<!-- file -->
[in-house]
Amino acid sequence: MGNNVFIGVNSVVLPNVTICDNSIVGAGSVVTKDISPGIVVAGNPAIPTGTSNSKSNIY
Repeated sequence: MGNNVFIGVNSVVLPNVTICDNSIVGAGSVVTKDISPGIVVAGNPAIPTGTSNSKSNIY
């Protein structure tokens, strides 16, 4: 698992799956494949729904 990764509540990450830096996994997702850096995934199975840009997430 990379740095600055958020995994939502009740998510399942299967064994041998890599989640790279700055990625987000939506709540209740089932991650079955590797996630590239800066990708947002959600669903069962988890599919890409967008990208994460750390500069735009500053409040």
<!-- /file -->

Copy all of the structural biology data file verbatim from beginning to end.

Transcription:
[in-house]
Amino acid sequence: MGNNVFIGVNSVVLPNVTICDNSIVGAGSVVTKDISPGIVVAGNPAIPTGTSNSKSNIY
Repeated sequence: MGNNVFIGVNSVVLPNVTICDNSIVGAGSVVTKDISPGIVVAGNPAIPTGTSNSKSNIY
């Protein structure tokens, strides 16, 4: 698992799956494949729904 990764509540990450830096996994997702850096995934199975840009997430 990379740095600055958020995994939502009740998510399942299967064994041998890599989640790279700055990625987000939506709540209740089932991650079955590797996630590239800066990708947002959600669903069962988890599919890409967008990208994460750390500069735009500053409040």